“Let me call the specialist and get more information,” I suggested. I hadn’t seen a case of perianal fistulas in many years, but if you pull out a text that still sits on my bookshelf, copyright 1997, and look up “perianal fistula,” you will read the following: “Surgery is considered the most effective treatment. However, a tremendous amount of controversy exists as to which surgical method should be used, and none of the currently employed result in consistent resolution of the problem … The primary objective of surgery is the complete removal or destruction of diseased tissue while preserving normal function. Multiple procedures may be necessary for complete resolution.”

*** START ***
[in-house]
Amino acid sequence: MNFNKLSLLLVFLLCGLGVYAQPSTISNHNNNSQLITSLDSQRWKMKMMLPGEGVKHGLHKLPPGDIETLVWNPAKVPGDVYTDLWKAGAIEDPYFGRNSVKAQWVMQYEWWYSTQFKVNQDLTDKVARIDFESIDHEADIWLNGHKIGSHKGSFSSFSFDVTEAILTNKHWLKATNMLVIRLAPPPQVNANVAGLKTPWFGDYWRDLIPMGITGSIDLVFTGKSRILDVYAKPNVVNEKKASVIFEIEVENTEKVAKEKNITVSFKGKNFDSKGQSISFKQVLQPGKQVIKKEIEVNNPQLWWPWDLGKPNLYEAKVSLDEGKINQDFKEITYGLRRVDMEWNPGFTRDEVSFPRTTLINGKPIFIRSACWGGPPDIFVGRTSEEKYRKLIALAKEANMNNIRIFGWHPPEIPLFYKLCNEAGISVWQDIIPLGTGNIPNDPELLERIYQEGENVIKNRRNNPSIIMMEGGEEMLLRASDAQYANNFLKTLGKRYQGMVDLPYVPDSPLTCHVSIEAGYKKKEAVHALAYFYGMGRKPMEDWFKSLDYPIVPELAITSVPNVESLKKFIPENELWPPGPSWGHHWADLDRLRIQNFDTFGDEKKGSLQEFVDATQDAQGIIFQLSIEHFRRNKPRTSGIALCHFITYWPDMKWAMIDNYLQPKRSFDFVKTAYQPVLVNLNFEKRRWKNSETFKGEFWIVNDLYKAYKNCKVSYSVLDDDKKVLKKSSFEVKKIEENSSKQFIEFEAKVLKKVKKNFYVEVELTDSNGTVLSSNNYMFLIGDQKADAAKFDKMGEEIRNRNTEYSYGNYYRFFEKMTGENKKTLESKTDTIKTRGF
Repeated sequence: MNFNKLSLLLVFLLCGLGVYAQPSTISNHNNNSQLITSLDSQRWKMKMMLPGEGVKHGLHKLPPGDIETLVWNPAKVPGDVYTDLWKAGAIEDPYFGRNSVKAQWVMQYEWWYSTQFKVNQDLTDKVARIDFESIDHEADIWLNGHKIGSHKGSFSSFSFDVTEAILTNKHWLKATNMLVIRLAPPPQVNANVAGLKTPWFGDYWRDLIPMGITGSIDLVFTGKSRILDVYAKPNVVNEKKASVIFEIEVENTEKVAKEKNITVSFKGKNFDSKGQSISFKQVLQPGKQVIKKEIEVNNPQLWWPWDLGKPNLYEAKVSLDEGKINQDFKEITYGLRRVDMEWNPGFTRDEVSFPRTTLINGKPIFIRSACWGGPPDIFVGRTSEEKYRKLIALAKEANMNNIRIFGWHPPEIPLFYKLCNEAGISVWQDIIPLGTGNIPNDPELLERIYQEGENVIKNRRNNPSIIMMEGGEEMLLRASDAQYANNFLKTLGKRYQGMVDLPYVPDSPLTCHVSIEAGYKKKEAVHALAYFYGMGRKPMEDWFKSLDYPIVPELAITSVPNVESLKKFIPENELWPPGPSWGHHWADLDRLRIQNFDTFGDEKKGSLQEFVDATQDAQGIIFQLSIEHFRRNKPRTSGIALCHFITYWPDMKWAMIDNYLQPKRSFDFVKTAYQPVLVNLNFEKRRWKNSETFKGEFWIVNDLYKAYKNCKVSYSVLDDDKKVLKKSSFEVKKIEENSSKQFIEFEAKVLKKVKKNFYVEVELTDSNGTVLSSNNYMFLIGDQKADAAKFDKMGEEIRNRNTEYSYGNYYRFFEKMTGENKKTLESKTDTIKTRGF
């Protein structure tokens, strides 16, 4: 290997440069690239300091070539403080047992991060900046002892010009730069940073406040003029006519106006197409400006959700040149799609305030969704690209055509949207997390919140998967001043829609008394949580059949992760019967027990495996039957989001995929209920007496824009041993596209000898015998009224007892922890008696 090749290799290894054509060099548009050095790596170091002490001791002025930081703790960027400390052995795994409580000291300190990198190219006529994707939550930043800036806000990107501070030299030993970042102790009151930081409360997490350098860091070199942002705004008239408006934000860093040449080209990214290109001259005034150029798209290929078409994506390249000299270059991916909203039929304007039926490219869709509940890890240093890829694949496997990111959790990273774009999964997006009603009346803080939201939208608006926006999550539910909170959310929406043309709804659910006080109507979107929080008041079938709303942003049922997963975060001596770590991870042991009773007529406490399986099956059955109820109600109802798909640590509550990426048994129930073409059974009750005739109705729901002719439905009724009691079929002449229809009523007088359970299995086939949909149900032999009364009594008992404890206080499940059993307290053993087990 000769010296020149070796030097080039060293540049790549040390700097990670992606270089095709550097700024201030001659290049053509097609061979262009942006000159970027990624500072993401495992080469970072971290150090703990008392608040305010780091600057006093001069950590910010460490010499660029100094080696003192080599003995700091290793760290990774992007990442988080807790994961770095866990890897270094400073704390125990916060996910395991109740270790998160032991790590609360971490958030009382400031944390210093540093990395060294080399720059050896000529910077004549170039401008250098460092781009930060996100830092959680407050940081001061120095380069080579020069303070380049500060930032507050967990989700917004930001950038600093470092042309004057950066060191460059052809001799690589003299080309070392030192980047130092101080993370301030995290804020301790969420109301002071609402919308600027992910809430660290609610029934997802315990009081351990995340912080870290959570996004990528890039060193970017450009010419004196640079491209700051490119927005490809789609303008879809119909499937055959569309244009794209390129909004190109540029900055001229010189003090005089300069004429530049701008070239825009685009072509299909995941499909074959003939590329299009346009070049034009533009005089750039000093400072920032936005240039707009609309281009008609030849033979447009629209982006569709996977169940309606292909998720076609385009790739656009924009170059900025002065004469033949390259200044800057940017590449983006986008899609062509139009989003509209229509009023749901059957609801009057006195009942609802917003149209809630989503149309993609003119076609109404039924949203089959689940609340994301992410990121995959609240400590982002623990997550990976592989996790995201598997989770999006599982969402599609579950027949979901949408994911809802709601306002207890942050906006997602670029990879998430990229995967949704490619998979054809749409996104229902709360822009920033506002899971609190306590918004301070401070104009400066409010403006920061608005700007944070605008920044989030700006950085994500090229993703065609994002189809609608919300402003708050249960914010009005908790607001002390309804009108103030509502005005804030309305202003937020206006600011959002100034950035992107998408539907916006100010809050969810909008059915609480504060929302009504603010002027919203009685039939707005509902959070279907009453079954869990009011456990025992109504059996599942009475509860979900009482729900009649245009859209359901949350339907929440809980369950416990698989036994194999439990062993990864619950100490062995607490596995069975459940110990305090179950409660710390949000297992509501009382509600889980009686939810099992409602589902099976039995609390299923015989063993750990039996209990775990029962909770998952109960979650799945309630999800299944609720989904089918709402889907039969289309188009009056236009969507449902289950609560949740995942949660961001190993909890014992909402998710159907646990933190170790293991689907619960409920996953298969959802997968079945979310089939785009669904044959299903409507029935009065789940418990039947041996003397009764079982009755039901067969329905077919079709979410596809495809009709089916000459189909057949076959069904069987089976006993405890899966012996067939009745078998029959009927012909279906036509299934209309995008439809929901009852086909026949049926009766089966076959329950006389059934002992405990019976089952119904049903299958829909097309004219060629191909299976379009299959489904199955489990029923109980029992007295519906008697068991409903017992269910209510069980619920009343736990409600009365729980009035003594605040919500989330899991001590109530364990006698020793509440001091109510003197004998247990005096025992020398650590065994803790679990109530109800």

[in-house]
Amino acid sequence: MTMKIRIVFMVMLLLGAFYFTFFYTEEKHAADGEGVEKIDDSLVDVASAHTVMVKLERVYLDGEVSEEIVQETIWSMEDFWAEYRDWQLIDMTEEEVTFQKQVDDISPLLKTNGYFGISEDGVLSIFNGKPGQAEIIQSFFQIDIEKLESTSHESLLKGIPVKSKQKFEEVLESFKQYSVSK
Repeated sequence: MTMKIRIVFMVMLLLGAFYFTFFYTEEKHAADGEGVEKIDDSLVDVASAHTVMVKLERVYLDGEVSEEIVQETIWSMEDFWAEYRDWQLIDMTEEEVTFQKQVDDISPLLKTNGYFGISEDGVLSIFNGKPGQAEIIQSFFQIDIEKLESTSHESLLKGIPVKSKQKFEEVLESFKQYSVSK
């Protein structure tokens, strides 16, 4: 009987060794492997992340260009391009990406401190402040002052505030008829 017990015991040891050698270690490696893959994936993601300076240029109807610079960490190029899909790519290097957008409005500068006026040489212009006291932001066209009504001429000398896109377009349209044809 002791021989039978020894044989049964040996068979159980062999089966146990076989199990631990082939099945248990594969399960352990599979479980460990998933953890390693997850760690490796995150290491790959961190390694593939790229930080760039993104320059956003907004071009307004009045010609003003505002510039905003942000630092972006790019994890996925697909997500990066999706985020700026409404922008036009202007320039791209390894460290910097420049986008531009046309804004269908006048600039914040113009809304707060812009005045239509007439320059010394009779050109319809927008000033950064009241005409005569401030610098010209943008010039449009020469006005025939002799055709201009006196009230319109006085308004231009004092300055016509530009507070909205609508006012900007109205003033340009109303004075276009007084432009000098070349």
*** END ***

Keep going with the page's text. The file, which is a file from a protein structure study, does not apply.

I called my go-to veterinary surgical specialist off-Island, but he was, big surprise, in surgery and couldn’t come to the phone. He passed along a message via his liaison, saying he now treated all cases of perianal fistulas medically and hadn’t needed to do surgery on one in probably 10 years. OK. Time for this old dog (meaning me) to get up to speed. Eschewing my old texts for that newfangled thing called the Internet, I read up on medical treatment of perianal fistulas, then had a sit-down with Aslan’s dad. The dog was still in too much pain for me to lift his tail. His owner was reluctant to have him anesthetized again. We had a presumptive diagnosis consistent with his symptoms, breed, and age. And we were at the point where we had to be considering euthanasia if we couldn’t heal his extensive, painful lesions.